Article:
Gymnastik- och idrottshögskolan, GIH

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Cerebral small vessel disease, cardiovascular risk factors, and future walking speed in old age: a population-based cohort study.
Swedish School of Sport and Health Sciences, GIH, Department of Physical Activity and Health. Uppsala University, Sweden; Aging Research Center, Karolinska Institutet-Stockholm University, Sweden.ORCID iD: 0000-0001-7175-0093
Aging Research Center, Karolinska Institutet-Stockholm University, Sweden; Stockholm Gerontology Research Center, Sweden; Karolinska University Hospital, Stockholm, Sweden; Karolinska Institutet, Huddinge, Sweden.
Aging Research Center, Karolinska Institutet-Stockholm University, Sweden.
Karolinska Institutet, Karolinska University Hospital, Solna, Sweden.
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2021 (English)In: BMC Neurology, E-ISSN 1471-2377, Vol. 21, no 1, article id 496Article in journal (Refereed) Published
Abstract [en]

BACKGROUND: The purpose of this study was to examine the associations between combined and individual cerebral small vessel disease (cSVD) markers on future walking speed over 9 years; and to explore whether these associations varied by the presence of cardiovascular risk factors (CRFs).

METHODS: This population-based cohort study included 331 adults, aged ≥60 years, without limitation in walking speed (≥0.8 m/s). At baseline, cSVD markers, including white matter hyperintensities (WMH), lacunes, and perivascular spaces (PVS), were assessed on magnetic resonance imaging. The modifiable CRFs (physical inactivity, heavy alcohol consumption, smoking, hypertension, high total cholesterol, diabetes, and overweight/obese) were combined into a score. The association between baseline cSVD markers and the decline in walking speed was examined using linear mixed-effects models, whereas Cox proportional hazards models were used to estimate the association with walking speed limitation (defined as < 0.8 m/s) over the follow-up.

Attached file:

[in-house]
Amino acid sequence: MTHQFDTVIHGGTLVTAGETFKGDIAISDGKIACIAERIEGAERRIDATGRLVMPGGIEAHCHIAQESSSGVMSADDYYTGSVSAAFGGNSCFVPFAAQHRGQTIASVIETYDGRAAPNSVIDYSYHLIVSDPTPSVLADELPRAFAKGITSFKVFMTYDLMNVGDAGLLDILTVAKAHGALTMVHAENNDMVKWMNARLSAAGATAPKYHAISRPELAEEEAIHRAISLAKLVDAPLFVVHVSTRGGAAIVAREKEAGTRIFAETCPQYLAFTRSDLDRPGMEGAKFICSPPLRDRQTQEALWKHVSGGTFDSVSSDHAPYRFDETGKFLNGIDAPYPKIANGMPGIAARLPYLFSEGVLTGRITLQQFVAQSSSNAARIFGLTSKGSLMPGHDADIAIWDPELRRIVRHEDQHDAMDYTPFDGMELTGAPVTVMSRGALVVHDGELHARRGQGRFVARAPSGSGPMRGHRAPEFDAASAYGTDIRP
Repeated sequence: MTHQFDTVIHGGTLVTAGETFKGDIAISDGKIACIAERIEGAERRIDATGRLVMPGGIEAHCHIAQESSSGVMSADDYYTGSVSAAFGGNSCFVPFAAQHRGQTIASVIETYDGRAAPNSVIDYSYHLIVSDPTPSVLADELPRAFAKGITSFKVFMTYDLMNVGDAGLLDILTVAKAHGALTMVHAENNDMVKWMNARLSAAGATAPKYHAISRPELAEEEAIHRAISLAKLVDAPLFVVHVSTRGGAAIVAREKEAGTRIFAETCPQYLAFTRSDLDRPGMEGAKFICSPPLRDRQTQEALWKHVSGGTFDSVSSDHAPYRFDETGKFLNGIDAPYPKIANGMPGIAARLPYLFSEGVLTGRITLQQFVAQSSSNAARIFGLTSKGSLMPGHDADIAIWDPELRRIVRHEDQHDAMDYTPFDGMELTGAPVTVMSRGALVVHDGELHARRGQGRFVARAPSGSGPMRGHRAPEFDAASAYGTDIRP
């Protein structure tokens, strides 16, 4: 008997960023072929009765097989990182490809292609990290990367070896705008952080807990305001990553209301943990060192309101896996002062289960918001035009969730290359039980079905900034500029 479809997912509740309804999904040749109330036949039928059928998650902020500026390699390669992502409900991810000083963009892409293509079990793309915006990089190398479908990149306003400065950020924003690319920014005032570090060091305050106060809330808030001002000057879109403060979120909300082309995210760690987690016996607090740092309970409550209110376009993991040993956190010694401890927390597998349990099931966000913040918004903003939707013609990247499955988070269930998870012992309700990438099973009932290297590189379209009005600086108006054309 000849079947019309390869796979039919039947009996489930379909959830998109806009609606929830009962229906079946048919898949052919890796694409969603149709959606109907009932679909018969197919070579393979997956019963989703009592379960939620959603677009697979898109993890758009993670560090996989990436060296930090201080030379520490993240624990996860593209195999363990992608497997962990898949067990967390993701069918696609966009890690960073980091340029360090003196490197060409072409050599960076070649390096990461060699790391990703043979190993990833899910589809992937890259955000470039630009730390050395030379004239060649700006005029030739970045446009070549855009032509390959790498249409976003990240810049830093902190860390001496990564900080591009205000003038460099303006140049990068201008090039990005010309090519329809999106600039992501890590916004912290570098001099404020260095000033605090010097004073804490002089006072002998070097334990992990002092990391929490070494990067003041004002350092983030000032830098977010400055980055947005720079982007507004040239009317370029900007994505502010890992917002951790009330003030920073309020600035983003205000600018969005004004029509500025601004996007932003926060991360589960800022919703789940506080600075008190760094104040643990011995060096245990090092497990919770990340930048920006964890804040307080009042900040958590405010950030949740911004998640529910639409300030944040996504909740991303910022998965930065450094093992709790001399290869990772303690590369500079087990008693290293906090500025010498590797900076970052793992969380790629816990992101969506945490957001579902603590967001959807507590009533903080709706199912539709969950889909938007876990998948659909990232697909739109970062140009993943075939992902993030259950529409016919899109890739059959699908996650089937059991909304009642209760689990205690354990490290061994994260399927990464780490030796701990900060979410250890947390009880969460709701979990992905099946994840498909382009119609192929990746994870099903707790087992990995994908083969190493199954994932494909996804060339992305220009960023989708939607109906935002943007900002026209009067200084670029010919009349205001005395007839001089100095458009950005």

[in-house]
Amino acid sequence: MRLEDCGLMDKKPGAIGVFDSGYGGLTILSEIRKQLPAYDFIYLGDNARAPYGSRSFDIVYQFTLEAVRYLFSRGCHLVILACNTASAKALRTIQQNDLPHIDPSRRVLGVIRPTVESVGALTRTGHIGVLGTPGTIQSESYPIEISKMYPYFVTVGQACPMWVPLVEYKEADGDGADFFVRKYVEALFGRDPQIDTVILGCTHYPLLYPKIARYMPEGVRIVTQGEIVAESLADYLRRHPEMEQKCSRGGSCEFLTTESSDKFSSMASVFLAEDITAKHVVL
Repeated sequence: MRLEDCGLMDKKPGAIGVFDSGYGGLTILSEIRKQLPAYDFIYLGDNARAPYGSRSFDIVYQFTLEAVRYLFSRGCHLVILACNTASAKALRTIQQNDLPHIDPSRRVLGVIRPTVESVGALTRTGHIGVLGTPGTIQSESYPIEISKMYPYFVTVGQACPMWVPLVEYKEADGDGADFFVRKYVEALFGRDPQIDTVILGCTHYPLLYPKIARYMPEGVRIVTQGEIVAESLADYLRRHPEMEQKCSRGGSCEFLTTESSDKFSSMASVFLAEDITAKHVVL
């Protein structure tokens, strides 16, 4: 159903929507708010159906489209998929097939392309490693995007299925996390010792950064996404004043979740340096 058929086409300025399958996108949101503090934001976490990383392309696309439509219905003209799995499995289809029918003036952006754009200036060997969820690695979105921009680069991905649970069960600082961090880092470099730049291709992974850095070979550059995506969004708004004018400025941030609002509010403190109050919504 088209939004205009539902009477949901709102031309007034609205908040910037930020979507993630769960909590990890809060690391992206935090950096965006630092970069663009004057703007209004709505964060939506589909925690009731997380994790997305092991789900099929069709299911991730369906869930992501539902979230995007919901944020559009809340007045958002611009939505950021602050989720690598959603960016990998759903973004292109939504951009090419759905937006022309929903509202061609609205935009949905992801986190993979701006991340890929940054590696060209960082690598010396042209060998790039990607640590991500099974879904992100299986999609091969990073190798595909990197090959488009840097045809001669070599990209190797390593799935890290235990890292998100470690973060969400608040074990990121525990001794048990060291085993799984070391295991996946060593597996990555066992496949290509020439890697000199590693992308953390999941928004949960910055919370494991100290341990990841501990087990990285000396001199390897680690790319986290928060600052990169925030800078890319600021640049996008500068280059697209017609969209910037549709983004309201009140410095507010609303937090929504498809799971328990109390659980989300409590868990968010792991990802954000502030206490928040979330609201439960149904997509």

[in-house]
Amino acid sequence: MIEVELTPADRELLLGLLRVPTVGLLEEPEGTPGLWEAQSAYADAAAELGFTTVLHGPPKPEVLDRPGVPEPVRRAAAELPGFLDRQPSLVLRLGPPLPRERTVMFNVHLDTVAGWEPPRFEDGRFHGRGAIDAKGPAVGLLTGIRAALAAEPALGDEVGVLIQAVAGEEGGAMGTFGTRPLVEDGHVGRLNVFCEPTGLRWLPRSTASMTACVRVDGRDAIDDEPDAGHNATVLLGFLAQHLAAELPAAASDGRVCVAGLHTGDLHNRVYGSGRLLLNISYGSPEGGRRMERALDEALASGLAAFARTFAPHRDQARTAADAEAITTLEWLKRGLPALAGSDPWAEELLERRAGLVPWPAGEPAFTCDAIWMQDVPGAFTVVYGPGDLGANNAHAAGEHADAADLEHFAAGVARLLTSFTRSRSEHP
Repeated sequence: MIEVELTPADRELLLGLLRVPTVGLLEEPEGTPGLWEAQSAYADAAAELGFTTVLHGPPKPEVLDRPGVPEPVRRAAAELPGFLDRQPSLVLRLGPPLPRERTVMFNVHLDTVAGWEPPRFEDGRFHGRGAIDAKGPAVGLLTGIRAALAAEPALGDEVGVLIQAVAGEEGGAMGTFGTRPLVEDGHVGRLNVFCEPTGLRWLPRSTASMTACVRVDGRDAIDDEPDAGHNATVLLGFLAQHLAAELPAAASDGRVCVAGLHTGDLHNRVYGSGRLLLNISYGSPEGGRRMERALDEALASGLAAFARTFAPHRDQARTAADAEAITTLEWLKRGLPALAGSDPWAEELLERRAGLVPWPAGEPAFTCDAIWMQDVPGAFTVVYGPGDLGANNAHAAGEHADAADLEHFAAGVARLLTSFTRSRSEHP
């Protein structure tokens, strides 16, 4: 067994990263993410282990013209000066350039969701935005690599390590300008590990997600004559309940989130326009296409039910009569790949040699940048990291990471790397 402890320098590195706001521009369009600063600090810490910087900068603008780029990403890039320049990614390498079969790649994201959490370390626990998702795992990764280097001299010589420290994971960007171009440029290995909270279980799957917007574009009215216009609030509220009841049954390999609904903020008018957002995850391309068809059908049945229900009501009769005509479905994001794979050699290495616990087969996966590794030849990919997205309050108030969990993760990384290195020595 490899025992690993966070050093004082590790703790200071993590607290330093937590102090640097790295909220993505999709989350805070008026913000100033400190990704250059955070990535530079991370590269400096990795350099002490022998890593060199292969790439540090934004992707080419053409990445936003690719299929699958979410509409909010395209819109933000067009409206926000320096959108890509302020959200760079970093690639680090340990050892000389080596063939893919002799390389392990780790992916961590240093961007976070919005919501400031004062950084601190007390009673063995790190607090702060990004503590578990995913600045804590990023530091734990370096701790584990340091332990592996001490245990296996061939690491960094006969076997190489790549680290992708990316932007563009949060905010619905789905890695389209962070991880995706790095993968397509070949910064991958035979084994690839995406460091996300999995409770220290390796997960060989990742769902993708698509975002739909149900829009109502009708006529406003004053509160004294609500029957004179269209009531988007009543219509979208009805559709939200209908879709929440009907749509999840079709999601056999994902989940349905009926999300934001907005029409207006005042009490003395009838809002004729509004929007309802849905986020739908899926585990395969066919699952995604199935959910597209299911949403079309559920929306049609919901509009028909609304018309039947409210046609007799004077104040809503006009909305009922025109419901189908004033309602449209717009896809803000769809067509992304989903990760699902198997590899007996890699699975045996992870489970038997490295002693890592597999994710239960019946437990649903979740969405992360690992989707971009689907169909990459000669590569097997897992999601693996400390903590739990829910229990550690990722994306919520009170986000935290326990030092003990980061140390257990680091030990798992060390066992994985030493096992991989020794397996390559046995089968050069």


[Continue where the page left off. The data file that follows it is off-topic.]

RESULTS: Over the follow-up period, 76 (23.0%) persons developed walking speed limitation. Participants in the highest tertile of the combined cSVD marker score had a hazard ratio (HR) of 3.78 (95% confidence interval [CI] 1.70-8.45) for walking speed limitation compared with people in the lowest score tertile, even after adjusting for socio-demographics, CRFs, cognitive function, and chronic conditions. When investigating the cSVD markers individually, having the highest burden of WMH was associated with a significantly faster decline in walking speed (β coefficient - 0.020; 95% CI -0.035-0.004) and a greater HR of walking speed limitation (HR 2.78; 95% CI 1.31-5.89) compared with having the lowest WMH burden. Similar results were obtained for the highest tertile of PVS (HR 2.13; 95% CI 1.04-4.36). Lacunes were associated with walking speed limitation, but only in men. Having ≥4 CRFs and high WMH volume simultaneously, showed a greater risk of walking speed limitation compared with having ≥4 CRFs and low WMH burden. CRFs did not modify the associations between lacunes or PVS and walking speed.

CONCLUSIONS: Combined cSVD markers strongly predict walking speed limitation in healthy older adults, independent of cognitive function, with WMH and PVS being the strongest contributors. Improving cardiovascular health may help to mitigate the negative effects of WMH on future walking speed.

Place, publisher, year, edition, pages
BioMed Central, 2021. Vol. 21, no 1, article id 496
Keywords [en]
Cardiovascular risk factors, Cerebral small vessel disease, Magnetic resonance imaging (MRI), Physical function, Population-based cohort study, Walking speed
National Category
Geriatrics
Research subject
Medicine/Technology
Identifiers
URN: urn:nbn:se:gih:diva-6889DOI: 10.1186/s12883-021-02529-6ISI: 000734159200001PubMedID: 34949170OAI: oai:DiVA.org:gih-6889DiVA, id: diva2:1624439
Available from: 2022-01-04 Created: 2022-01-04 Last updated: 2022-02-10

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Heiland, Emerald GWang, Rui

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